53. Li P, Spann NJ, Kaikkonen MU, Lu M, Oh DY, Fox JN, Bandyopadhyay G, Talukdar S, Xu J, Lagakos WS, Patsouris D, Armando A, Quehenberger O, Dennis EA, Watkins SM, Auwerx J, Glass CK, Olefsky JM (2013) NCoR repression of LXRs restricts macrophage biosynthesis of insulin-sensitizing omega 3 fatty acids. Cell 155(1):200–214CrossRefPubMedPubMedCentralGoogle Scholar
  54. Liu TF, Vachharajani VT, Yoza BK, McCall CE (2012) NAD+−dependent sirtuin 1 and 6 proteins coordinate a switch from glucose to fatty acid oxidation during the acute inflammatory response. J Biol Chem 287(31):25758–25769CrossRefPubMedPubMedCentralGoogle Scholar
  55. Liu X, Huang Y, Yang D, Li X, Liang J, Lin L, Zhang M, Zhong K, Liang B, Li J (2014) Overexpression of TRIM24 is associated with the onset and progress of human hepatocellular carcinoma. PLoS One 9(1):e85462CrossRefPubMedPubMedCentralGoogle Scholar
  56. Lonard DM, Nawaz Z, Smith CL, O’Malley BW (2000) The 26S proteasome is required for estrogen receptor-alpha and coactivator turnover and for efficient estrogen receptor-alpha transactivation. Mol Cell 5(6):939–948CrossRefPubMedGoogle Scholar
  57. Louet JF, Chopra AR, Sagen JV, An J, York B, Tannour-Louet M, Saha PK, Stevens RD, Wenner BR, Ilkayeva OR, Bain JR, Zhou S, DeMayo F, Xu J, Newgard CB, O’Malley BW (2010) The coactivator SRC-1 is an essential coordinator of hepatic glucose production. Cell Metab 12(6):606–618CrossRefPubMedPubMedCentralGoogle Scholar
  58. Martin M, Kettmann R, Dequiedt F (2007) Class IIa histone deacetylases: regulating the regulators. Oncogene 26(37):5450–5467CrossRefPubMedGoogle Scholar
  59. McKenna B, Guo M, Reynolds A, Hara M, Stein R (2015) Dynamic recruitment of functionally distinct Swi/Snf chromatin remodeling complexes modulates Pdx1 activity in islet beta cells. Cell Rep 10(12):2032–2042CrossRefPubMedPubMedCentralGoogle Scholar
  60. Millard CJ, Watson PJ, Fairall L, Schwabe JW (2013) An evolving understanding of nuclear receptor coregulator proteins. J Mol Endocrinol 51(3):T23–T36CrossRefPubMedPubMedCentralGoogle Scholar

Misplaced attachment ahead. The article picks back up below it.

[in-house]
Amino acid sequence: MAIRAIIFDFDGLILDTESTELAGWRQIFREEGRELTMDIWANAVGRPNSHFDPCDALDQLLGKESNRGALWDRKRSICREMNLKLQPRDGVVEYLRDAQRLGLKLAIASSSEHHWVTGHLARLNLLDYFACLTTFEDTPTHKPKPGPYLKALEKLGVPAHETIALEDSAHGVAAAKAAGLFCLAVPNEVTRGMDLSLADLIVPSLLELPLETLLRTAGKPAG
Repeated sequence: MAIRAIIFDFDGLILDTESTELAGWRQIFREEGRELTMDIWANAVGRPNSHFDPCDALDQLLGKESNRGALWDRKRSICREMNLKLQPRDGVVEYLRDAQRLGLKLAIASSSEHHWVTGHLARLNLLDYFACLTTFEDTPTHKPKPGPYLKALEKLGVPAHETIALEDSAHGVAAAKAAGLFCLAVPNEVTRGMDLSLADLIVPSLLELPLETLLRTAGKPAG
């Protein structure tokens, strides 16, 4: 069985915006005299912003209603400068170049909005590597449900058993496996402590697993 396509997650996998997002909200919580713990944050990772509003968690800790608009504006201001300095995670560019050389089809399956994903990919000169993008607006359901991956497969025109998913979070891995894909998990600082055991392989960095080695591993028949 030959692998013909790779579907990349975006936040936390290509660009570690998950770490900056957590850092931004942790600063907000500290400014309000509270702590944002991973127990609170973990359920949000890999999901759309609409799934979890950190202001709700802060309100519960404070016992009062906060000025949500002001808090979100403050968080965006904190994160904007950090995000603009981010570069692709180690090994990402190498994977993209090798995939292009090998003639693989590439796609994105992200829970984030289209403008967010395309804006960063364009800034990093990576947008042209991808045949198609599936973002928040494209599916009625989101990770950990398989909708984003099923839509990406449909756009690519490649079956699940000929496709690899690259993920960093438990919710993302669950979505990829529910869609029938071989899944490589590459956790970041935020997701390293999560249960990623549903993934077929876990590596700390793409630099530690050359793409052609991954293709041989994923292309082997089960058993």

61. Min J, Feng Q, Li Z, Zhang Y, Xu RM (2003) Structure of the catalytic domain of human DOT1L, a non-SET domain nucleosomal histone methyltransferase. Cell 112(5):711–723CrossRefPubMedGoogle Scholar
  62. Nagai Y, Yonemitsu S, Erion DM, Iwasaki T, Stark R, Weismann D, Dong J, Zhang D, Jurczak MJ, Loffler MG, Cresswell J, Yu XX, Murray SF, Bhanot S, Monia BP, Bogan JS, Samuel V, Shulman GI (2009) The role of peroxisome proliferator-activated receptor gamma coactivator-1 beta in the pathogenesis of fructose-induced insulin resistance. Cell Metab 9(3):252–264CrossRefPubMedPubMedCentralGoogle Scholar
  63. Pedersen MT, Helin K (2010) Histone demethylases in development and disease. Trends Cell Biol 20(11):662–671CrossRefPubMedGoogle Scholar
  64. Ponugoti B, Kim DH, Xiao Z, Smith Z, Miao J, Zang M, Wu SY, Chiang CM, Veenstra TD, Kemper JK (2010) SIRT1 deacetylates and inhibits SREBP-1C activity in regulation of hepatic lipid metabolism. J Biol Chem 285(44):33959–33970CrossRefPubMedPubMedCentralGoogle Scholar
  65. Powelka AM, Seth A, Virbasius JV, Kiskinis E, Nicoloro SM, Guilherme A, Tang X, Straubhaar J, Cherniack AD, Parker MG, Czech MP (2006) Suppression of oxidative metabolism and mitochondrial biogenesis by the transcriptional corepressor RIP140 in mouse adipocytes. J Clin Invest 116(1):125–136CrossRefPubMedGoogle Scholar
  66. Purushotham A, Xu Q, Lu J, Foley JF, Yan X, Kim DH, Kemper JK, Li X (2012) Hepatic deletion of SIRT1 decreases hepatocyte nuclear factor 1alpha/farnesoid X receptor signaling and induces formation of cholesterol gallstones in mice. Mol Cell Biol 32(7):1226–1236CrossRefPubMedPubMedCentralGoogle Scholar
  67. Qiang L, Lin HV, Kim-Muller JY, Welch CL, Gu W, Accili D (2011) Proatherogenic abnormalities of lipid metabolism in SirT1 transgenic mice are mediated through Creb deacetylation. Cell Metab 14(6):758–767CrossRefPubMedPubMedCentralGoogle Scholar
  68. Qiang L, Wang L, Kon N, Zhao W, Lee S, Zhang Y, Rosenbaum M, Zhao Y, Gu W, Farmer SR, Accili D (2012) Brown remodeling of white adipose tissue by SirT1-dependent deacetylation of Ppargamma. Cell 150(3):620–632CrossRefPubMedPubMedCentralGoogle Scholar
  69. Ramirez J, Dege C, Kutateladze TG, Hagman J (2012) MBD2 and multiple domains of CHD4 are required for transcriptional repression by Mi-2/NuRD complexes. Mol Cell Biol 32(24):5078–5088CrossRefPubMedPubMedCentralGoogle Scholar